I don’t want to dwell on this subject for too long, but as with any rejection, you should deal with a sales rejection quickly and then forget it. Don’t let it affect your next presentation, which may result in exactly the opposite response. There’s an old adage worth heeding: “Learn from it and turn from it.”
Here are some points to consider about sales rejection:
- It’s generally not personal.
- It may not have been a qualified prospect.
- The timing for the purchase may not be right.
- The prospect may not have been able to afford your product or service.
- The prospect may have a relative or spouse selling the same thing.
- The prospect may not have a real need.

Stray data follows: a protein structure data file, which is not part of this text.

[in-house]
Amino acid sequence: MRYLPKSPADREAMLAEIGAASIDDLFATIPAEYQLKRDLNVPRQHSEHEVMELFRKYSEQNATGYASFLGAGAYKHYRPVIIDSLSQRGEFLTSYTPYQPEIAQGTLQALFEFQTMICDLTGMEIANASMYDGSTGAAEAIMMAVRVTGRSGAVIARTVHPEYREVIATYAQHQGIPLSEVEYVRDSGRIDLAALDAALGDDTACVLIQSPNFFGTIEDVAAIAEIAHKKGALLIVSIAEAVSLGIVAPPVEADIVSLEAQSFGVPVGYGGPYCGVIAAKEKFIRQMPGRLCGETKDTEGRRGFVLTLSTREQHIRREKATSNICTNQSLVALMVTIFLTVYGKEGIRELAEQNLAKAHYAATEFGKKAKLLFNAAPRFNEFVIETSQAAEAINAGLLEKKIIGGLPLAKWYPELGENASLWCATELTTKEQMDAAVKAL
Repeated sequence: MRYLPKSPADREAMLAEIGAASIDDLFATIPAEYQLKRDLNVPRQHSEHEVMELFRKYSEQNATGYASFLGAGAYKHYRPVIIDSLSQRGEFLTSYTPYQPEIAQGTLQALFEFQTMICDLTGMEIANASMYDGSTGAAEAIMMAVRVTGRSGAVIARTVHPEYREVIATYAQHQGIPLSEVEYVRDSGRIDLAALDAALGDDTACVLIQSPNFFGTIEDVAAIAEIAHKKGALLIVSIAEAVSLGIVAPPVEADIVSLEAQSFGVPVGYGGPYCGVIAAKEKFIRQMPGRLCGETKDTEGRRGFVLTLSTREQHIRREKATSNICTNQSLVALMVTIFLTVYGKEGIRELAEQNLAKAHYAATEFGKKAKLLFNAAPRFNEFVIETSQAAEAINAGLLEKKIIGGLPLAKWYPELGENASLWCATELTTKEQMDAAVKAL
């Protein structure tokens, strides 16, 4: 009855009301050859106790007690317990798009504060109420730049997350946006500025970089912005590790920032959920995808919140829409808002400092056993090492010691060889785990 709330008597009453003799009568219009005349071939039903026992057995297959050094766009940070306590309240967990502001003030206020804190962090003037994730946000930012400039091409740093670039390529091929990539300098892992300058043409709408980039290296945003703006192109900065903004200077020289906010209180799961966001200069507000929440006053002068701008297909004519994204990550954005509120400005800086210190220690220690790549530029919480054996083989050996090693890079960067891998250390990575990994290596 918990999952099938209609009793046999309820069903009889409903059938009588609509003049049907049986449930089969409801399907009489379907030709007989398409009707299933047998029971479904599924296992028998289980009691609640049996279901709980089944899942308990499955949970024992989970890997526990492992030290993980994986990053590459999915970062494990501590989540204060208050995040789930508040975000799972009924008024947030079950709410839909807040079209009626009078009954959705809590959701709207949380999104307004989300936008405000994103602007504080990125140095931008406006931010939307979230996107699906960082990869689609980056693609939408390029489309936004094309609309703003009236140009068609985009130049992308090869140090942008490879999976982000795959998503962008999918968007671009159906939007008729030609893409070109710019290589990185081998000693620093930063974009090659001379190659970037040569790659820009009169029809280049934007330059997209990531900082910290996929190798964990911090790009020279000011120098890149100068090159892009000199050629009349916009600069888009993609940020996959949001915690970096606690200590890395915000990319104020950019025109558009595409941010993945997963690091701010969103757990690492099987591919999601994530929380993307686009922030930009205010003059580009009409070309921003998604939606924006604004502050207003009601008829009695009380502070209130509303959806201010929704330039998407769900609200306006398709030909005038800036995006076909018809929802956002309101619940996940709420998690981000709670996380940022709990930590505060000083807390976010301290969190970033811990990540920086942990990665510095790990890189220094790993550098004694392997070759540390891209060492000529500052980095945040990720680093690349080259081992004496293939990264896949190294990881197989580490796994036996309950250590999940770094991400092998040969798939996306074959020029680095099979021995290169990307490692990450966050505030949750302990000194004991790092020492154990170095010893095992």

- You may have left out important benefits the prospect wants.
- It’s possible the prospect just didn’t like your product or service.
If you made a sale on every presentation, you’d be the richest salesperson ever, and I’d be buying your book. Rejection is part of the sales game, and there’s no way around it—it’s going to happen. You’ve probably done it many times to other salespeople. But if you can pick up one little tip or idea from every lost sale, you’ll be a much wiser salesperson. This is an education you don’t get in school; you have to experience it firsthand. Remember, Babe Ruth not only had the most homeruns; he also had the most strikeouts on the team.